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Publication numberUS5084244 A
Publication typeGrant
Application numberUS 07/715,037
Publication dateJan 28, 1992
Filing dateJun 12, 1991
Priority dateJan 10, 1989
Fee statusPaid
Also published asDE69009071D1, DE69009071T2, EP0378168A2, EP0378168A3, EP0378168B1
Publication number07715037, 715037, US 5084244 A, US 5084244A, US-A-5084244, US5084244 A, US5084244A
InventorsTomonori Muramoto
Original AssigneeTerumo Kabushiki Kaisha
Export CitationBiBTeX, EndNote, RefMan
External Links: USPTO, USPTO Assignment, Espacenet
Artificial lung assembly
US 5084244 A
Abstract
An artificial lung includes a housing having gas inlet and outlet ports, a blood inlet chamber mounted on the upper ends of the housing, a blood outlet chamber mounted on the lower end of the housing, and a plurality of hollow fiber membranes for exchanging a gas, disposed within the housing and having ends opening into the blood inlet chamber and opposite ends opening into the blood outlet chamber. A blood inlet port communicates with the blood inlet chamber and is positioned such that the ratio of the distance from the central axis of the blood inlet chamber to the central axis of the blood inlet port to the inside radius of the blood inlet chamber ranges from 0.25 to 0.95, so that blood introduced from the blood inlet port into the blood inlet chamber will be swirled in one direction.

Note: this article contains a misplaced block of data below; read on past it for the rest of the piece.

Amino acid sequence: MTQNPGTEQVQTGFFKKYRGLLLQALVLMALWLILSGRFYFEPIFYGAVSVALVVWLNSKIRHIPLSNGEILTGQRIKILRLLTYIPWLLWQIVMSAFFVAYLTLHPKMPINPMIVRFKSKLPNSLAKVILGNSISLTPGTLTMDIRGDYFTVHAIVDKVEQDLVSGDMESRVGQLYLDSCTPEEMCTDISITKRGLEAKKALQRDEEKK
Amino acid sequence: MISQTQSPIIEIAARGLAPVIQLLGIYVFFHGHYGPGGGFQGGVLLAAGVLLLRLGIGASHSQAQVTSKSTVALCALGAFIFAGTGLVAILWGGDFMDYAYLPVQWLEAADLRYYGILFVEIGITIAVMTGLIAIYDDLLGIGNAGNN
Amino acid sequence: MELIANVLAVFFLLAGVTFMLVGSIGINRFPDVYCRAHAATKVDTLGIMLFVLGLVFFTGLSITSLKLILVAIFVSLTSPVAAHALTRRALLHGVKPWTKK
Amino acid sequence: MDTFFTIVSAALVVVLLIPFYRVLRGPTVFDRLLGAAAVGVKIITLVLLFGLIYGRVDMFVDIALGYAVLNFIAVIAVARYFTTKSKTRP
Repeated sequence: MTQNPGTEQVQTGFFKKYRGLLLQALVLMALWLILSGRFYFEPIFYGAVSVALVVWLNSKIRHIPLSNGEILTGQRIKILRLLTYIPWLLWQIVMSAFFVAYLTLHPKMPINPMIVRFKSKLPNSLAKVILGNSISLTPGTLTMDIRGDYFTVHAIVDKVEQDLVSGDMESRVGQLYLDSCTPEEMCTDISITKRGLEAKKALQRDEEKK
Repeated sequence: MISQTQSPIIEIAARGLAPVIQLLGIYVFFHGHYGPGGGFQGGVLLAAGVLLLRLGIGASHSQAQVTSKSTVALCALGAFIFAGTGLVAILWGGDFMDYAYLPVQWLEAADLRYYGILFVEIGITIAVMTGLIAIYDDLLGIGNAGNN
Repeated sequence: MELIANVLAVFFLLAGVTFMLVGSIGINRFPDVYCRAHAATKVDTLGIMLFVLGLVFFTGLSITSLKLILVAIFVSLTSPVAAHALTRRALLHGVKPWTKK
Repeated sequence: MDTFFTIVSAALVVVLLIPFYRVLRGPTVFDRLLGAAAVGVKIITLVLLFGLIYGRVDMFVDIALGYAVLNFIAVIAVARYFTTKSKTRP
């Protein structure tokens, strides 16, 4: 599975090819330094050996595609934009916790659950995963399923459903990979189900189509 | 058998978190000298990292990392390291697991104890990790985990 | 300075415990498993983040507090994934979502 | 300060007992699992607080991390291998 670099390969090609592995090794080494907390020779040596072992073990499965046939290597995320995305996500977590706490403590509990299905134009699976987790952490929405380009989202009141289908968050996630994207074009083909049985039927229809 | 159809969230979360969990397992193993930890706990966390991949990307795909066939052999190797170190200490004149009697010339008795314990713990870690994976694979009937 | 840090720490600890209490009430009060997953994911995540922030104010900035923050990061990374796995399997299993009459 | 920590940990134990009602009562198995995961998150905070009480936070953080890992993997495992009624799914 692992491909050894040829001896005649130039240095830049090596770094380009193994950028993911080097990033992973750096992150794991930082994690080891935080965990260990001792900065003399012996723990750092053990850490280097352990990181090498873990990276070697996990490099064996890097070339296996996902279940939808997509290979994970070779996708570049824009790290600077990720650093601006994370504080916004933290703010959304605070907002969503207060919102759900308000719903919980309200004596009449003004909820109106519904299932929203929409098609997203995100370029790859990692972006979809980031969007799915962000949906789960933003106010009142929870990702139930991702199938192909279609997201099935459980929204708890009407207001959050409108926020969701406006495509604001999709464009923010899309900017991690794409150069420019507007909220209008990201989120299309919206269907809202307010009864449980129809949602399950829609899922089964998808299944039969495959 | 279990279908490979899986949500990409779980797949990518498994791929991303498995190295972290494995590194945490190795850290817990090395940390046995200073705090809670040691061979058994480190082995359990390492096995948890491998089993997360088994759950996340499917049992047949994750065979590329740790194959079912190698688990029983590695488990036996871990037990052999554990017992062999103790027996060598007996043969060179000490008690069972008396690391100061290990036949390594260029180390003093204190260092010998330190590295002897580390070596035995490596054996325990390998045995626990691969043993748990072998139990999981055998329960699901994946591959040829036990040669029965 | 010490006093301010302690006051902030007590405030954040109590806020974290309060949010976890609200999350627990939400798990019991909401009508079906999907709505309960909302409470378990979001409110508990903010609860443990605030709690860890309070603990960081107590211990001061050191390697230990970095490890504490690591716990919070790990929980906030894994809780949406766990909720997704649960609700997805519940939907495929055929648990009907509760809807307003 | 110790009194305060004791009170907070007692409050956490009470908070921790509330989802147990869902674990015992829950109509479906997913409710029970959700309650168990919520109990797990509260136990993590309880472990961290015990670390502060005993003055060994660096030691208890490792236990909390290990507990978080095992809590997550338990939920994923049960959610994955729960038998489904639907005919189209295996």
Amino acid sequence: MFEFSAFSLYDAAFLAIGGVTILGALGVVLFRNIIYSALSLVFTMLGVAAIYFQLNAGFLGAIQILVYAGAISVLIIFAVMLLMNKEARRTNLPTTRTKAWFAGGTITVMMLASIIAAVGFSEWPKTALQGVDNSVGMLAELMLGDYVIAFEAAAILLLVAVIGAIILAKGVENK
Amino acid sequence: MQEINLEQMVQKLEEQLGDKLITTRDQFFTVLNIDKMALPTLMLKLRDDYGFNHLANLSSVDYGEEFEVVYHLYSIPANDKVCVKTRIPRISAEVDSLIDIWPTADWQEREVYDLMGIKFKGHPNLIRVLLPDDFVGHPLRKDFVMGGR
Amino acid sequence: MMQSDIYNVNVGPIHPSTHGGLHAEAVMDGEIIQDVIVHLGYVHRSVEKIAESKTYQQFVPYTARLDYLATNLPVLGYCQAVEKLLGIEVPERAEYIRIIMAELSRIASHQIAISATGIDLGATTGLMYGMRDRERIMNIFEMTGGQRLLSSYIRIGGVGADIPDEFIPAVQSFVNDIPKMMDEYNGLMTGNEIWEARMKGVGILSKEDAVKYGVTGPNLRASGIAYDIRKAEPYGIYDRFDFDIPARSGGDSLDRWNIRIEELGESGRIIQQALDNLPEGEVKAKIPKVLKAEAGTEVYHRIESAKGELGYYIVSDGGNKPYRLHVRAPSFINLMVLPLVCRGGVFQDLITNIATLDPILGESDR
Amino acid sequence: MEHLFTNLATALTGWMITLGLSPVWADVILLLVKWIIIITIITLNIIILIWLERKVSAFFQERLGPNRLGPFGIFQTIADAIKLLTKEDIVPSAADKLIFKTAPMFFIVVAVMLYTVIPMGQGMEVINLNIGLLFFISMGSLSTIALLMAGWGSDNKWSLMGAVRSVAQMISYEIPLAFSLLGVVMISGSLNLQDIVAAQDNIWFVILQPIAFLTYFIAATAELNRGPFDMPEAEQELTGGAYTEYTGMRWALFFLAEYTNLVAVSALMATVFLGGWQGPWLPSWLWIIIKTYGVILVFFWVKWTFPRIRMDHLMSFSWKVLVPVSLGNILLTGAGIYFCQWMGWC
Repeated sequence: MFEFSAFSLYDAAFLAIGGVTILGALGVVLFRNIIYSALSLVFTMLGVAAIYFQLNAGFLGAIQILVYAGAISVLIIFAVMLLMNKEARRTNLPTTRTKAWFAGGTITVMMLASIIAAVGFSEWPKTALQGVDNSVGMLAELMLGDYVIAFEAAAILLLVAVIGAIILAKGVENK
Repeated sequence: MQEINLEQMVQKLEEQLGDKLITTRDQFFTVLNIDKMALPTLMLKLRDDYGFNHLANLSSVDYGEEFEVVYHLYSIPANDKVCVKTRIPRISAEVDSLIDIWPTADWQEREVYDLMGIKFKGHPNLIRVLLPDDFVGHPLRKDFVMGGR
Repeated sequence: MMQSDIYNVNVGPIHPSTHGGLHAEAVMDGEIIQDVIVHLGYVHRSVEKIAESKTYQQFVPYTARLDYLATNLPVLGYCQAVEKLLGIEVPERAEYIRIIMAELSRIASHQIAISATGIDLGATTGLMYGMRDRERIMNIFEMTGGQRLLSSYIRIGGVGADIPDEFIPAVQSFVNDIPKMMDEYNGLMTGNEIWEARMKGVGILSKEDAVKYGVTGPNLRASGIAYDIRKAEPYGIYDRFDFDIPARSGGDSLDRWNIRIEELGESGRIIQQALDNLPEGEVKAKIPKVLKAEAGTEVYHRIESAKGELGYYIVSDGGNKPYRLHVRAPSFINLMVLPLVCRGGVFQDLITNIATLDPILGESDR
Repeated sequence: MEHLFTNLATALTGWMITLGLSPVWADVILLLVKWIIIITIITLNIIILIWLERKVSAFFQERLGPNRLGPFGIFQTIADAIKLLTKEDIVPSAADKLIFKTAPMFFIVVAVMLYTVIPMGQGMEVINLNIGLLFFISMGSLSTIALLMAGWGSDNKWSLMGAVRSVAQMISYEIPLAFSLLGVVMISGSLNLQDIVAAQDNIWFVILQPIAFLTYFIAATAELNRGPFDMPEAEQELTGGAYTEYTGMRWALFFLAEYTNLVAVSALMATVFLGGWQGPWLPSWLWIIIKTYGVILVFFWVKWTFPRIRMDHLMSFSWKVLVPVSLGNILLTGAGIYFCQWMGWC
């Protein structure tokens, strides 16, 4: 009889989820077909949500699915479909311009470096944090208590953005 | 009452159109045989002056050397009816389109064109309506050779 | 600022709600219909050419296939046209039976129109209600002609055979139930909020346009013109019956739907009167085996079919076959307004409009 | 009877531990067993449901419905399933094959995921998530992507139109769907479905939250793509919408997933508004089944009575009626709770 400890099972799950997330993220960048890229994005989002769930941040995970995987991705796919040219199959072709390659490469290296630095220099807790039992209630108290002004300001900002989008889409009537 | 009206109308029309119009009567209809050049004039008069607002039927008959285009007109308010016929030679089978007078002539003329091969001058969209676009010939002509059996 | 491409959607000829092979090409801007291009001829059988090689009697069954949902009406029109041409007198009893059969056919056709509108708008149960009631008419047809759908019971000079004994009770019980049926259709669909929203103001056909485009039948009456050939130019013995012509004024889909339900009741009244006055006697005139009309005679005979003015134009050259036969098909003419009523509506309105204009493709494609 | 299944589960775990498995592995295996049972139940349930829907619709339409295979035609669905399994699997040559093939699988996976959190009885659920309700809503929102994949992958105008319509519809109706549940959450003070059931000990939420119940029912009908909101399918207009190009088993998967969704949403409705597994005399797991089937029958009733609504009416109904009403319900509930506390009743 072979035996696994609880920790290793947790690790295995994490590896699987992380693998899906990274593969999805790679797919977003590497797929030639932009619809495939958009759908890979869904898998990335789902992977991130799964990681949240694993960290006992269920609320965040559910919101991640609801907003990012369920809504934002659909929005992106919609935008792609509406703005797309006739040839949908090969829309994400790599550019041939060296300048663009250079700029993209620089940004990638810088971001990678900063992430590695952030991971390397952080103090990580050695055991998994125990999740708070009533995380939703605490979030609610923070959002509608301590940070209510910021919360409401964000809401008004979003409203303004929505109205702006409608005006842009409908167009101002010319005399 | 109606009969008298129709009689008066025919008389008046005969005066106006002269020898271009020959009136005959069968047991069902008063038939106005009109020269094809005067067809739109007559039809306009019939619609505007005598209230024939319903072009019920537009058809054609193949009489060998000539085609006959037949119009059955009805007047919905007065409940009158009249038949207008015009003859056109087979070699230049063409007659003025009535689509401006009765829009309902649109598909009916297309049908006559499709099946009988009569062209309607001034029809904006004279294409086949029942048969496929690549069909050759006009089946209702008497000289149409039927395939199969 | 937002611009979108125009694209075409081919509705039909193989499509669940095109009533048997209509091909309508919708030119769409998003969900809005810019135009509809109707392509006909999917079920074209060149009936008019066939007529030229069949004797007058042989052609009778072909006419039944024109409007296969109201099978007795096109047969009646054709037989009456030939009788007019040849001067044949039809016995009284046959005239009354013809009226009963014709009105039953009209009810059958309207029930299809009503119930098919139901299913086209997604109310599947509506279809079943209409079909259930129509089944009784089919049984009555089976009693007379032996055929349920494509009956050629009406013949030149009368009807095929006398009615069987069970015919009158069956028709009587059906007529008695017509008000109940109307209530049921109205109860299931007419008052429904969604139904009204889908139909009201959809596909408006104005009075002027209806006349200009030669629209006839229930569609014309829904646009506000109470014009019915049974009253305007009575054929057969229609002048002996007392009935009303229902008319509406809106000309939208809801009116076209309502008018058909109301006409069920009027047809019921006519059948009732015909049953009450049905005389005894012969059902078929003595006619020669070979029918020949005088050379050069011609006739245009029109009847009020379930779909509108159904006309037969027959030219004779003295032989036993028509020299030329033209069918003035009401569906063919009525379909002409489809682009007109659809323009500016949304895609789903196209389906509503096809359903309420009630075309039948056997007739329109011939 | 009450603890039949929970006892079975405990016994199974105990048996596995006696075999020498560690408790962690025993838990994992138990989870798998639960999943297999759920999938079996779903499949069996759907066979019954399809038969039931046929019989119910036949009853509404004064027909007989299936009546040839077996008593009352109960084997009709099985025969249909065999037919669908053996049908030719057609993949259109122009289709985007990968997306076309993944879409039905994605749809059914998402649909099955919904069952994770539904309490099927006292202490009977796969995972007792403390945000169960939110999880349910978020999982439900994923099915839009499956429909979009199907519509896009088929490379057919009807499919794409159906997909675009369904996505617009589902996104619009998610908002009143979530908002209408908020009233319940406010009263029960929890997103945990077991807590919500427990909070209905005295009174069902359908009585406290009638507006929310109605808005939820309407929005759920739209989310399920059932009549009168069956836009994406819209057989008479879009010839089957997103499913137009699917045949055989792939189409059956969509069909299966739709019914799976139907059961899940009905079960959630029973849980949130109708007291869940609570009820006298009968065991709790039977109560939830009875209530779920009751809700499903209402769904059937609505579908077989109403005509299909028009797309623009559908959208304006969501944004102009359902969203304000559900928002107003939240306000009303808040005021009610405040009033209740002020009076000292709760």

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Claims(6)
What is claimed is:
1. An artificial lung comprising:
a housing having means defining gas inlet and outlet ports and defining a gas flow path through said housing between said gas inlet and outlet ports;
a first partition disposed in an upper end of said housing;
a blood inlet chamber at said upper end of said housing and defined between said first partition and a blood inlet cover disposed above said first partition, said blood inlet cover having a tapered surface converging upwardly toward a central axis of said blood inlet chamber, wherein said blood inlet chamber defines a conically shaped volume into which the blood is introduced;
a second partition disposed in a lower end of said housing;
a blood outlet chamber at said lower end of said housing and defined below said second partition;
a plurality of hollow fiber membranes for exchanging a gas, disposed within said housing and having ends opening into said blood inlet chamber and opposite ends opening into said blood outlet chamber;